Social Digging

Yes, I said I may not write for a while.  Sometimes things change and you just have to get something out.

Social situations are often an awkward affair.  Usually why I tend to sit back and be an observer instead of a participant.  Eventually, if you listen and observe long enough, you see issues between people for what they are.  Sometimes it hits you like a ton of bricks.  Sometimes you have an idea of how to start fixing it, sometimes you do not.

Lack of sleep tends to bring about emotional clarity.  At least, that’s how I feel it works for me.  The situation I am referring to above will be explained in an analogy.  Bare with me if you will.

You start getting interested in what some of your friends are doing.  You see them shoveling a shiny pile of stuff from one pile to another.  You wonder “how can I have my own pile of shiny stuff to shovel?”.  You ask your friend, they explain what they are doing and give you some pointers to how you can start this yourself.  You find out this thing they are doing is called Shiny Shovelin.  It’s a practice well known and something that really interests you.  So you start collecting your shiny pile to shovel and start shovelin!  You keep talking to this person and other people, asking questions about shovelin.  You start to learn a lot.  Eventually your friend wants to share in a common interest you both have, invites you to watch them shovel.  Eventually they would like you to shovel with them.  How exciting!  You go along and watch them.  You go to more shovelin meetings, your starting to understand things, the motivations for who, what and why.  You like the closeness the team seems to have.  But there are cracks.  They don’t always agree on how to do the shovelin.  Person in charge says “Can we please start shovelin?”.  Others hear it, but it seems like an option instead of a request.  You see and hear the mis-communication.  You want to say something, but can’t because the pile is not yours.  You can not say how, when or where they should shovel.  But you see the problems with mis-communication, mis-interpretation, insecurities of other shovel-ers, and lack of trust.  You wonder why you would want to shovel with them.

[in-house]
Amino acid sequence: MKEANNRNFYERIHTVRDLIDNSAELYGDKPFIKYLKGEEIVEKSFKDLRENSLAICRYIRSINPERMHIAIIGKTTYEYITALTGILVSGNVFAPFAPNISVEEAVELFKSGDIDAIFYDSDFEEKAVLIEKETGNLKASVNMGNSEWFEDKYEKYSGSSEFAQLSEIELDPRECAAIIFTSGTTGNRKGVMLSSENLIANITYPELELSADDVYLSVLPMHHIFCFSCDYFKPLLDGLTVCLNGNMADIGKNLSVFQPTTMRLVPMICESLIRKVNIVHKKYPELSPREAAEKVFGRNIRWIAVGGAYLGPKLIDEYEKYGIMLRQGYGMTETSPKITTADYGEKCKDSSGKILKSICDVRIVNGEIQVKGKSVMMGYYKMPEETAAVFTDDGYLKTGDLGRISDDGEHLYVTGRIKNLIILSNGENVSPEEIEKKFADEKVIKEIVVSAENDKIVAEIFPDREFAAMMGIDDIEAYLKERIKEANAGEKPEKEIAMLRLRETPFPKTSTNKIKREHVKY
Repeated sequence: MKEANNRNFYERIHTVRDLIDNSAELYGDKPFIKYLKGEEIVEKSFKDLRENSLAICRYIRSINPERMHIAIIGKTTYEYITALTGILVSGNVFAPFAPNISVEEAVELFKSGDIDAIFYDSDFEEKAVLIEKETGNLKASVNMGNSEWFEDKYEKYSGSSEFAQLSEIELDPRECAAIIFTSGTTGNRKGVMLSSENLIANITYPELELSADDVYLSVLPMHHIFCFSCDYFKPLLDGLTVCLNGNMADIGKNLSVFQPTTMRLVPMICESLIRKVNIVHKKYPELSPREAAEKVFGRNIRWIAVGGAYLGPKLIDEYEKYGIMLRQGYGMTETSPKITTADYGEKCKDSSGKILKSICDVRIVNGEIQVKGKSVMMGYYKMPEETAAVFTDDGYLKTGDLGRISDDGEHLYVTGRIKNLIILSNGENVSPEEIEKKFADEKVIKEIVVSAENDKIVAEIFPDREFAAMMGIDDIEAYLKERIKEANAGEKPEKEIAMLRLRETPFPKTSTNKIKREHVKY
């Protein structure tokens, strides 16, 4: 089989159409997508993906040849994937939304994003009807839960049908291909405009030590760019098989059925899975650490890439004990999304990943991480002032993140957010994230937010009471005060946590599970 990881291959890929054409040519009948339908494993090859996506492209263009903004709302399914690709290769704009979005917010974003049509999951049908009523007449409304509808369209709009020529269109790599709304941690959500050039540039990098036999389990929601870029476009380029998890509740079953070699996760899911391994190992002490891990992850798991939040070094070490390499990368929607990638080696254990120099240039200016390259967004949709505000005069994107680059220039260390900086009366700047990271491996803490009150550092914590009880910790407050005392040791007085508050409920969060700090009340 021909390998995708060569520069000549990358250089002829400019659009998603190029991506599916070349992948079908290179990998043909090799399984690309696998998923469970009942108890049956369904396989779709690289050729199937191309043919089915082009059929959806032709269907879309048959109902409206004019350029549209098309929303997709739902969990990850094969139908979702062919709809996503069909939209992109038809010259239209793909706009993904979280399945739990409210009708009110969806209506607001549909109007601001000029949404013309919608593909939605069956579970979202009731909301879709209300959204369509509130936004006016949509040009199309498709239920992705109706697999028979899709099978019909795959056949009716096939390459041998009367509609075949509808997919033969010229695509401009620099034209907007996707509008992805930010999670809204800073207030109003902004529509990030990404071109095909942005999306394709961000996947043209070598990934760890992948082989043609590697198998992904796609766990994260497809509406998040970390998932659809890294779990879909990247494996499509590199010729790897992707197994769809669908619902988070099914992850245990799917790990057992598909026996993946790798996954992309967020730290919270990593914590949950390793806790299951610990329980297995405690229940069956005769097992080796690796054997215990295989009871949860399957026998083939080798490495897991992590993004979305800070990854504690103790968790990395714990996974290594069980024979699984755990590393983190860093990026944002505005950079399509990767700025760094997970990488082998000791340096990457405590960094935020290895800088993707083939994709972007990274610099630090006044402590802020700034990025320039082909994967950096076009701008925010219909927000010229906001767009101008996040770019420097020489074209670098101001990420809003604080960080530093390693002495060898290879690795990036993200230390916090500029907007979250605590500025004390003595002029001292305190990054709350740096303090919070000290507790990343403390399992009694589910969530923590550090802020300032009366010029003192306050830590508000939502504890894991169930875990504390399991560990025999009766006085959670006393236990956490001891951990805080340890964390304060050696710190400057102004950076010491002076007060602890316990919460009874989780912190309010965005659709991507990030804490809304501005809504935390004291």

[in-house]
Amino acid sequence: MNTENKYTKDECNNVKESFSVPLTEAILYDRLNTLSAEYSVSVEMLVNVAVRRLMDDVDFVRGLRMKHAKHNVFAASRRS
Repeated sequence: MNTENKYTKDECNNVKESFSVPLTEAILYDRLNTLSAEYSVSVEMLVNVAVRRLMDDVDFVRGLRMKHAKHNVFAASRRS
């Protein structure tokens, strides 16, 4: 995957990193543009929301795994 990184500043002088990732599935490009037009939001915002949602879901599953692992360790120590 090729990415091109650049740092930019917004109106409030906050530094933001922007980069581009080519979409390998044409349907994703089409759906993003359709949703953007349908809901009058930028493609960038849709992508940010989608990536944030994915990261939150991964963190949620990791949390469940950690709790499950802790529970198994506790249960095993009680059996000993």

Any group with a goal in mind needs good leadership, but also needs good inner communication.  Trust is a hard thing to gain, but in a social group setting, is essential.  Compassion for when things don’t go your way or others way is a key factor as well.  Sometimes we don’t have time to shovel that pile.  We have other piles we have to shovel that no one is helping us with.  Those piles are our responsibility.  The group pile, the one you have a passion for, should not turn into a chore.  But it takes some sacrifice from everyone.  Everyone has to trust one another, everyone needs to be clear on their intent, everyone needs to clearly communicate what they want, and finally everyone needs to be compassionate for each other.  All groups have a certain level of intimacy that they build depending on the dynamic, needs of the group, and the bonds that are formed.  The things mentioned before are so important to have and build for the group to grow.  Otherwise, the pile never gets any lower, someone feels like they do all the work, people feel left out, etc.

I hope that this helps someone, as silly as it may sound.  Analogies are funny like that.  But I think this can be applied to most, if not all groups of friends, people, or work environments.  Now lets dig that pile!

Advertisements

Leave a Reply

Fill in your details below or click an icon to log in:

WordPress.com Logo

You are commenting using your WordPress.com account. Log Out /  Change )

Google photo

You are commenting using your Google account. Log Out /  Change )

Twitter picture

You are commenting using your Twitter account. Log Out /  Change )

Facebook photo

You are commenting using your Facebook account. Log Out /  Change )

Connecting to %s